In China, dealing with look-alike food products requires more than just protecting a brand through traditional trademark registration, says Andrew Sim and Shirley Zhao of the Beijing office of law firm Baker McKenzie
China’s 1.4 billion population has been building up an appetite for imported food products, driven by a growing middle class and food safety scandals. In 2017 alone, China’s total food imports amounted to US$58.28 billion, up 25% year-on-year.
As foreign brands are gaining popularity, they have also caught the attention of Chinese copycats. For infringers, the expedient way to steal market share is simply to imitate the packaging designs, or the general ‘look-and-feel’ of popular foreign products.
Dealing with look-alike products can be challenging and requires more than just protecting a brand through traditional trademark registration. Foreign food manufacturers and exporters should consider other forms of protection. This article sets out the various forms of intellectual property rights protection for product packaging.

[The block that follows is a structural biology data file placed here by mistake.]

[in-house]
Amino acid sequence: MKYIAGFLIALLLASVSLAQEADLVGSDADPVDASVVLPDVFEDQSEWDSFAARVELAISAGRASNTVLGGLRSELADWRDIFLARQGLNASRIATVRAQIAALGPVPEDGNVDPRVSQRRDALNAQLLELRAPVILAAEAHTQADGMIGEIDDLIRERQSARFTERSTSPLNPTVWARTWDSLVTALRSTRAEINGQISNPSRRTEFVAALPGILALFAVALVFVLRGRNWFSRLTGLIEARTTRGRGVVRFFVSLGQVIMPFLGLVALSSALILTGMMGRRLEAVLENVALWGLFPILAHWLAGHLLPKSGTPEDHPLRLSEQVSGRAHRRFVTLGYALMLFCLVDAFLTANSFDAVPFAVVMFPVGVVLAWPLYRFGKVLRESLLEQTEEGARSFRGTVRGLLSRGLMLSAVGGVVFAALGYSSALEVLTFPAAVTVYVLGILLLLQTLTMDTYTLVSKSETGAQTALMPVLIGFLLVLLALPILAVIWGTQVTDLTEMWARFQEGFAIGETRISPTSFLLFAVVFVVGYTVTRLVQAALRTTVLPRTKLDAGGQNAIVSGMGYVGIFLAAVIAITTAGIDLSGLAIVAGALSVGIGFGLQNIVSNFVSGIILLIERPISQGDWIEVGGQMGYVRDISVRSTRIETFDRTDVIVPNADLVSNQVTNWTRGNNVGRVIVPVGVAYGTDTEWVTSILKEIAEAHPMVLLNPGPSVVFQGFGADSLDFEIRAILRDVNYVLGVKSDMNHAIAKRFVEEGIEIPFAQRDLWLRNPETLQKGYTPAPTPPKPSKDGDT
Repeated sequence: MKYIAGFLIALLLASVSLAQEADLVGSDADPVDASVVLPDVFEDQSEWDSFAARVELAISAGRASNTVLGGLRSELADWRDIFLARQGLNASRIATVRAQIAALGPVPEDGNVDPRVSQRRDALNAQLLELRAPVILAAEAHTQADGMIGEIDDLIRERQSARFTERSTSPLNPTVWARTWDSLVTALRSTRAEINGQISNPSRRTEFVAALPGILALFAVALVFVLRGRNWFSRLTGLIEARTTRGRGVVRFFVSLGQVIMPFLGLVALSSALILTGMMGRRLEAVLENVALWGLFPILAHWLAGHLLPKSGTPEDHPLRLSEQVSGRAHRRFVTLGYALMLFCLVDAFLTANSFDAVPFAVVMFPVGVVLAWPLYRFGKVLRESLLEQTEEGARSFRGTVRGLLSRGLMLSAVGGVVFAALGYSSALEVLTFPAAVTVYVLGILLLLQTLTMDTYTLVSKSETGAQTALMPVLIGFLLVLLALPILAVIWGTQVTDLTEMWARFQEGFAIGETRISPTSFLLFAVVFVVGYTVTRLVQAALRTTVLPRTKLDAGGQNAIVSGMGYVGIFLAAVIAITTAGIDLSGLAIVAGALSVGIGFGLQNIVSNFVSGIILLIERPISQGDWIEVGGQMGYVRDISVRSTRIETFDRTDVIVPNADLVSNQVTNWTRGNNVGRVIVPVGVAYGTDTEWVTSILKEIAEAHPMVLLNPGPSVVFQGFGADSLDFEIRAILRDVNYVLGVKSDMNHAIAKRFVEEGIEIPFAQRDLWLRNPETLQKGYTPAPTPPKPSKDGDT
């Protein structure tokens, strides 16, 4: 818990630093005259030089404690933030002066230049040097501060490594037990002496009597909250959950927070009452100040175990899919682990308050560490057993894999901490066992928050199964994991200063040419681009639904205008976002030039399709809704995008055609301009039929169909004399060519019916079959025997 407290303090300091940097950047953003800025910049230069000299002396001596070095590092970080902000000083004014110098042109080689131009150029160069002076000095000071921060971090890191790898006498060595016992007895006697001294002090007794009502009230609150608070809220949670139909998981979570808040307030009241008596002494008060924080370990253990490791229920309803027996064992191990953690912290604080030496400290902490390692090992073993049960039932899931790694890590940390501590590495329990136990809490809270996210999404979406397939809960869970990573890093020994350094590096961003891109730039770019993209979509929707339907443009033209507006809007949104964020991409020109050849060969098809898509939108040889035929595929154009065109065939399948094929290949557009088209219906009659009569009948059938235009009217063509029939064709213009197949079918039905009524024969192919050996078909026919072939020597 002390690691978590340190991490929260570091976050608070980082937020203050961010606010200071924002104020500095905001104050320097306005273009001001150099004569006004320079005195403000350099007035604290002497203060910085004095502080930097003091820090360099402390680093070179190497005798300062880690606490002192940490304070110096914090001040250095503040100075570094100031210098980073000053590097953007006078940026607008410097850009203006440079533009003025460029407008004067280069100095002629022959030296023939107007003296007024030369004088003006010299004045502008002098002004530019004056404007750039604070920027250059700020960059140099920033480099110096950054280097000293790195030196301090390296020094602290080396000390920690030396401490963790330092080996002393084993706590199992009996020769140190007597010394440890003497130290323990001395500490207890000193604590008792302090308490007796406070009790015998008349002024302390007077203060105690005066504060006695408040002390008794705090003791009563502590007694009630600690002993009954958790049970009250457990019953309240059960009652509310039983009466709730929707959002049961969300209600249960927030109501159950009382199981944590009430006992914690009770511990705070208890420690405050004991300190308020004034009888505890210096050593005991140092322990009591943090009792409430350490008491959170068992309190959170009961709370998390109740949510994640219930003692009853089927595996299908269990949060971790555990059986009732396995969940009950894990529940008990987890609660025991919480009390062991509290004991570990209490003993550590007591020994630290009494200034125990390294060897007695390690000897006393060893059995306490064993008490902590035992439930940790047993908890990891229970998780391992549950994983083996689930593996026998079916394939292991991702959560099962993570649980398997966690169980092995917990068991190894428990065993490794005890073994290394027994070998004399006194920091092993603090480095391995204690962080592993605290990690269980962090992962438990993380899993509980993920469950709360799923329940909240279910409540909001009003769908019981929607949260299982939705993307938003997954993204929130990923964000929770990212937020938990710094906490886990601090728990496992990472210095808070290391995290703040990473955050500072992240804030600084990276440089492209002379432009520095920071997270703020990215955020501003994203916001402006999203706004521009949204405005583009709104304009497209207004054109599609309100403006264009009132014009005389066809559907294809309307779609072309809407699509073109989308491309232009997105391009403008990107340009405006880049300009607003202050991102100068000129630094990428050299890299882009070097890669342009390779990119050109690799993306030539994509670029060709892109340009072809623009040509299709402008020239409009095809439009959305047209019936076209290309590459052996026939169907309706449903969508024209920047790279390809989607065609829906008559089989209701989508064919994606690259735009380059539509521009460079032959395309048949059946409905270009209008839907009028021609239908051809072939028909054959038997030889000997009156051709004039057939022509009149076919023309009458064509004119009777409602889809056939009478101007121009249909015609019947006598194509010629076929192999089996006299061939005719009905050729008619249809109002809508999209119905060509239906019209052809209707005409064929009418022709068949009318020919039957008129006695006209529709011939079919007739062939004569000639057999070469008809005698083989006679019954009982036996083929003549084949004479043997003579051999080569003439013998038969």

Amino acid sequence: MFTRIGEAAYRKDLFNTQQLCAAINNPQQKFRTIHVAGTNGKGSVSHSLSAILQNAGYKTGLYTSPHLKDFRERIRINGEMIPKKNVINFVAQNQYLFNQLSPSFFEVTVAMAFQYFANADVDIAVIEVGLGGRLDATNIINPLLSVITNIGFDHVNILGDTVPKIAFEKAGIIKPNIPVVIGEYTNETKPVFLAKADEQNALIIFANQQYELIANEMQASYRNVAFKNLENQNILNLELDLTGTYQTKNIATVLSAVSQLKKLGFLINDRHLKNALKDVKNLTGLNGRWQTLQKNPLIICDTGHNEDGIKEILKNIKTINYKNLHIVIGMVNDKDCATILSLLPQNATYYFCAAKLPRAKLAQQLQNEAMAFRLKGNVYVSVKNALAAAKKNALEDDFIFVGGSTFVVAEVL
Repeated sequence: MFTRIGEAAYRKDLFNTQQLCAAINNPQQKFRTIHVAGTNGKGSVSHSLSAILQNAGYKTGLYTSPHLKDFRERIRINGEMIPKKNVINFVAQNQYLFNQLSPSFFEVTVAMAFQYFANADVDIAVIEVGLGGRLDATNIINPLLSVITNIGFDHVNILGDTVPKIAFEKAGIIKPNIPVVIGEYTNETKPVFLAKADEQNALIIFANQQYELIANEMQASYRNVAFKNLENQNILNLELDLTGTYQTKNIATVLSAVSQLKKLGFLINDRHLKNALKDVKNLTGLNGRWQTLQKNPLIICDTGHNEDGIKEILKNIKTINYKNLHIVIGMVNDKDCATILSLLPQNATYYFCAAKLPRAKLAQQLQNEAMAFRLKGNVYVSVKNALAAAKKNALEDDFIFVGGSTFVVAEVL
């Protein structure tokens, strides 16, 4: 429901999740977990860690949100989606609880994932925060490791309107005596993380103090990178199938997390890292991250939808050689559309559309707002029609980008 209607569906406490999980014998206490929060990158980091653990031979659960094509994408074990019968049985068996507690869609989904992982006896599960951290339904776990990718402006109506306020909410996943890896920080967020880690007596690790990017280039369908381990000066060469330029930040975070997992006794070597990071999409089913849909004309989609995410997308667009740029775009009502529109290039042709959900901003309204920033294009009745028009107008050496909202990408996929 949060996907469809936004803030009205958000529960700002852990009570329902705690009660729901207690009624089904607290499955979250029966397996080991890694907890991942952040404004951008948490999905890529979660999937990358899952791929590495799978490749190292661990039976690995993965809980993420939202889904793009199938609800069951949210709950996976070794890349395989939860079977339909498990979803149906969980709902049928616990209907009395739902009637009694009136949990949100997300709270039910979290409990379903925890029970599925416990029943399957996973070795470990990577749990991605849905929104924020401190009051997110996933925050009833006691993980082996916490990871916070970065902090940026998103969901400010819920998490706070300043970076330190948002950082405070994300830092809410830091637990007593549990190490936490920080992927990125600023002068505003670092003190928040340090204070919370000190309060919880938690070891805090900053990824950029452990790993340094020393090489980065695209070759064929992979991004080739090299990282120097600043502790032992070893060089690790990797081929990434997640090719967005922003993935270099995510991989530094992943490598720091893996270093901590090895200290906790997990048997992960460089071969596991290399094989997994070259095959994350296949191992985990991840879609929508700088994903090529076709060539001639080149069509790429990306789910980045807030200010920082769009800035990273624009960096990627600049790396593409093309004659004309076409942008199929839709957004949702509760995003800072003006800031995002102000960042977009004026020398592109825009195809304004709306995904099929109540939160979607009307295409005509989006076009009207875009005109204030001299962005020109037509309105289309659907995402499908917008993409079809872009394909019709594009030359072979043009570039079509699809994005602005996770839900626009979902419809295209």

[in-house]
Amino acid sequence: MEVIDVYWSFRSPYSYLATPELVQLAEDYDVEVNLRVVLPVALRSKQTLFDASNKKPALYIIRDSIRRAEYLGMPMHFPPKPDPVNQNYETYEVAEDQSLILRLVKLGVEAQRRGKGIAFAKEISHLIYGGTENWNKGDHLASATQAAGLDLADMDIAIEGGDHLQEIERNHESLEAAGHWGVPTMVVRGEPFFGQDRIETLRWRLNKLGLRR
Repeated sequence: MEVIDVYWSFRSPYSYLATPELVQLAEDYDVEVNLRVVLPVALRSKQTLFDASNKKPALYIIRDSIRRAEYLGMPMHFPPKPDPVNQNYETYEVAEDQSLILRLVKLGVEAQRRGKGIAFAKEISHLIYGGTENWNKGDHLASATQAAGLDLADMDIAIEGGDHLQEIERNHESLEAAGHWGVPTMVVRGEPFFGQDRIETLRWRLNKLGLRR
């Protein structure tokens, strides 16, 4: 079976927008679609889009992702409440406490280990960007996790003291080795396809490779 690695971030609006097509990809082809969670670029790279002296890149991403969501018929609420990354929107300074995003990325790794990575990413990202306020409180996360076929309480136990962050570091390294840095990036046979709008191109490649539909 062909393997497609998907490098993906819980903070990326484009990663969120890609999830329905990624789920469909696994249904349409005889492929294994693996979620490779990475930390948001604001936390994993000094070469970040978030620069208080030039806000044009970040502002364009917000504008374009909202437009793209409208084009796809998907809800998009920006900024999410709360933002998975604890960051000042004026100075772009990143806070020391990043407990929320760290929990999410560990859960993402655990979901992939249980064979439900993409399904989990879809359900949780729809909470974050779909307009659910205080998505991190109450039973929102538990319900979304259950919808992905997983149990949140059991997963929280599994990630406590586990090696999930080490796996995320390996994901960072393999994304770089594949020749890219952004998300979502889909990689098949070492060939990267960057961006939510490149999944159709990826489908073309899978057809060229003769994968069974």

3D trademarks for distinctive product shapes
Any sign capable of distinguishing the goods of a person or organisation from those of another, may qualify for registration as a trademark. The sign may take the form of words, figures, letters, numbers, three-dimensional (3D) signs, colour combinations, sounds or a combination of any of these elements. Words, figures, letters and numbers are categorised as traditional marks whereas 3D signs, colour combinations, smell and taste marks are considered non-traditional trademarks. Single-colour marks, smell and taste marks are still not available for registration in China.
Product shapes, if registered as 3D trademarks, will be afforded protection which can be renewed every 10 years. However, Nestle’s recent defeat in claiming exclusivity over its KitKat four-fingered shape raises again the issue of when a shape becomes distinctive to deserve trademark protection.